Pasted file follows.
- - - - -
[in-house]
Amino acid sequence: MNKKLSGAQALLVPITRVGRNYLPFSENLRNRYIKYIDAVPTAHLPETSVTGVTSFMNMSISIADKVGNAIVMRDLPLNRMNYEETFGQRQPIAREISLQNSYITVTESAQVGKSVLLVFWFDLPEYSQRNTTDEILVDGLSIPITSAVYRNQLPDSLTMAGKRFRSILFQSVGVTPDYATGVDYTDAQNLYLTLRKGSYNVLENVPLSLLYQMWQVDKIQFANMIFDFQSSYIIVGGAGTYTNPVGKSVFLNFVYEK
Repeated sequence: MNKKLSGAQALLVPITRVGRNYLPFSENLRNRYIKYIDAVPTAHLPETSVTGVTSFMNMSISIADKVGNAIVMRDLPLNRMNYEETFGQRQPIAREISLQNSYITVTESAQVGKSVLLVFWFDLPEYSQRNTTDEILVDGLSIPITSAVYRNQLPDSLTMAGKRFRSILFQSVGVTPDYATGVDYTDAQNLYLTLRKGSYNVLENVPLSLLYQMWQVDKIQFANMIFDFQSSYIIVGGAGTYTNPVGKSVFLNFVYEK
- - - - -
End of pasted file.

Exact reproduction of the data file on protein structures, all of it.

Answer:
[in-house]
Amino acid sequence: MNKKLSGAQALLVPITRVGRNYLPFSENLRNRYIKYIDAVPTAHLPETSVTGVTSFMNMSISIADKVGNAIVMRDLPLNRMNYEETFGQRQPIAREISLQNSYITVTESAQVGKSVLLVFWFDLPEYSQRNTTDEILVDGLSIPITSAVYRNQLPDSLTMAGKRFRSILFQSVGVTPDYATGVDYTDAQNLYLTLRKGSYNVLENVPLSLLYQMWQVDKIQFANMIFDFQSSYIIVGGAGTYTNPVGKSVFLNFVYEK
Repeated sequence: MNKKLSGAQALLVPITRVGRNYLPFSENLRNRYIKYIDAVPTAHLPETSVTGVTSFMNMSISIADKVGNAIVMRDLPLNRMNYEETFGQRQPIAREISLQNSYITVTESAQVGKSVLLVFWFDLPEYSQRNTTDEILVDGLSIPITSAVYRNQLPDSLTMAGKRFRSILFQSVGVTPDYATGVDYTDAQNLYLTLRKGSYNVLENVPLSLLYQMWQVDKIQFANMIFDFQSSYIIVGGAGTYTNPVGKSVFLNFVYEK